Forewarning: This post may seem unbecoming coming from clergy, but we are not your grandmother’s clergy! Do not fear, be brave!
The title of this blog may seem familiar to some of you. Not because you have heard it before, but because it sounds like Gertrude Stein’s “a rose is a rose is a rose”. That is intentional. This line of Stein’s verse is famous in American/Modern poetry because it points out the hypocrisy of language in the modern and post modern era. In fact, Stein’s words want us to see that so much of what we make words to express is sometimes not what we mean at all and sometimes exactly what we mean. Hmmm…what? Yes in the modern and post-modern world we live with words that both say exactly what they mean and not at all what they mean–all at the same time. And we wonder why our society sometimes seems so crazy! We seem to live in a world that wants to reject the basic theological and religious principles of the “both / and” while at the same time society promotes dual meanings of so many things.
We used to live in a world where the social rules were clear and people more or less knew what was expected of them. The black and white time of knowing what was acceptable when and where–is no more, yes even before I was born we moved into the Technicolor age! The time when people both understood that others expected to be treated according to the Golden Rule and one might expect to be treated according to the Golden Rule is gone. We do not even know what to expect of our own language in such a twisted age. Or do we?
This has all been on my mind as I serve as a chaplain in multiple places. We often forget that our world is now in color rather than black or white. In some cases it is more shocking for those I meet to realize that I am an honest authentic human being then it is for them to accept that I am female and clergy! Several times in the past few months I have over heard people speaking plainly and honestly, letting the four letter words fly. But then they suddenly realize I am near by and I hear the refrain “We gotta be good, the chaplain is here”. Nothing makes me laugh more! Really, are they afraid of me? But inside it makes me sad for those I serve with and for myself. It makes me sad that individuals feel a need to censor their most authentic self as unfitting to being in the presence of those human beings who have been set aside as God’s servants. Occasionally in fulfilling priestly duties clergy may fulfill the role of the representative of God for portions of the liturgy, but clergy people are not God! Confusing clergy, in all they do, with actual representatives of God can be catastrophic, as I learned in my grandfather’s church.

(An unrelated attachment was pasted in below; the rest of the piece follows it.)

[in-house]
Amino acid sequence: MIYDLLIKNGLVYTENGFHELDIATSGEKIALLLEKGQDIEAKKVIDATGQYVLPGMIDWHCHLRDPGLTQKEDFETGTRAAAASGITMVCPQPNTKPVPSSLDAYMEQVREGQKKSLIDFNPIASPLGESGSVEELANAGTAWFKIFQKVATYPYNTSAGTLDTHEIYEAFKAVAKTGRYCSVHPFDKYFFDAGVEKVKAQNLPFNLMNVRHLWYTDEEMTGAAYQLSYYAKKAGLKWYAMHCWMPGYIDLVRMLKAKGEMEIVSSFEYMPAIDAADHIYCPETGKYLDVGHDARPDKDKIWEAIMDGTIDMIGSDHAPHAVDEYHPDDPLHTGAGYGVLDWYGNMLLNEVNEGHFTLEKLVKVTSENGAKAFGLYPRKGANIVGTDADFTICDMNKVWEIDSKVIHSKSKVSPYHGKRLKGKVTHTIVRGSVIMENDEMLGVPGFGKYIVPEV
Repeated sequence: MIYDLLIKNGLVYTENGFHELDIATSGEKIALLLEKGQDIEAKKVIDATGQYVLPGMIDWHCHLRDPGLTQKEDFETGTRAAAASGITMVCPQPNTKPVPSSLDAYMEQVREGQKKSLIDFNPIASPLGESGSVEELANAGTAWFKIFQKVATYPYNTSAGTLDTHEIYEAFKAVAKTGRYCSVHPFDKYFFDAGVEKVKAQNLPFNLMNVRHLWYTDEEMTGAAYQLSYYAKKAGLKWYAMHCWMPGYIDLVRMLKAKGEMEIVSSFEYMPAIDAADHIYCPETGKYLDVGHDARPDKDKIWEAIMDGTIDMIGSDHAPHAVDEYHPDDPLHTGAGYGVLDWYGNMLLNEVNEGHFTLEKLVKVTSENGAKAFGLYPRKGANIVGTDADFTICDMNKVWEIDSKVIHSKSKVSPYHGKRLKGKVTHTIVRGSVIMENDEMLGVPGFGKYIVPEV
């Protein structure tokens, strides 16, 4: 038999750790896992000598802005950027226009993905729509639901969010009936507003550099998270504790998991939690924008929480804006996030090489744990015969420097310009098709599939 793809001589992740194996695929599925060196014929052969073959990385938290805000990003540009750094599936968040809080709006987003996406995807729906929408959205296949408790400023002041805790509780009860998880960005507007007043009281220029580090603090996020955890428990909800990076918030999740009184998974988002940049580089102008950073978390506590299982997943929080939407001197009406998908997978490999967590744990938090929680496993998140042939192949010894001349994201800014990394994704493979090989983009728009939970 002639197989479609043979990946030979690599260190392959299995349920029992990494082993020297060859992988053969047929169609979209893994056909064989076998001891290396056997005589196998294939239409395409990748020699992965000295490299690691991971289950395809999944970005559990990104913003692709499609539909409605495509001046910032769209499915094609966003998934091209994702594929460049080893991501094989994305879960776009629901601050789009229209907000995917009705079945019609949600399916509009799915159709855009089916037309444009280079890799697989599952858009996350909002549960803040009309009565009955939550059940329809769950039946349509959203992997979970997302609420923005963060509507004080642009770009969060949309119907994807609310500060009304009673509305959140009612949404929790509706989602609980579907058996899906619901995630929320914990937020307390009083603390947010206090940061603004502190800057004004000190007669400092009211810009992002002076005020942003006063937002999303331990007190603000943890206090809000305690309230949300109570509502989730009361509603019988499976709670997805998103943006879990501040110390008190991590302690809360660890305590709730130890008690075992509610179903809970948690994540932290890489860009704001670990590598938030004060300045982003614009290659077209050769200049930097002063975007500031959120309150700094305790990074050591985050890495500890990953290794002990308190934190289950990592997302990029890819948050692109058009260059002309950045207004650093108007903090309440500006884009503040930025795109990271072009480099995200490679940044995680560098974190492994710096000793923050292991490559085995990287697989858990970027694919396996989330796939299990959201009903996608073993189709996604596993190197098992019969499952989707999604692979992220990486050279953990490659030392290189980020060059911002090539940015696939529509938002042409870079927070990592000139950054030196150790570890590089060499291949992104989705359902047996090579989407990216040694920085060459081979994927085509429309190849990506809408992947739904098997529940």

In my years of chaplaincy, I have had my share of encounters in which I have heard many a swear word, not in a profane way but in an honest–there are no other words for this kind of way! I learned much and walked away from a particular encounter with great respect for an individual who in the face of power was authentically and piercingly honest even when every other word that had to be said was a swear word. I mean, when you get to down to the bones of it isn’t God, God’self a rather honestly authentic but there are no other words to describe it kind of being?
So, please do not feel the need to censor yourself around me. Really I am big woman, I can deal with it and I am not gonna judge anyone’s swearing (I feel differently about language that defames or degrades human beings). There is no need to pretend you don’t use the four letter words simply because I am around. I like four letter words–they can be theological. After all have you ever heard clergy talk amongst themselves when they think no one is listening? Besides, LOVE, is also a four letter word. Let’s be real, a word is a word, is a word. Except for that one Word from which all others spring.
Yes. I have heard clergy talk among themselves when they think no one is listening. And then I said, “we ought to start a site called Women Who Speak In Church!”
Thanks for your comments, Kelli. I know that I don’t want people to treat me any differently because of my role as a pastor… and I’ve been known to use a few of those four-letter words a time or two (or more!) myself. AND… instead of trying to show more respect to people we perceive as somehow “special” shouldn’t we be recognizing that EVERYONE is special?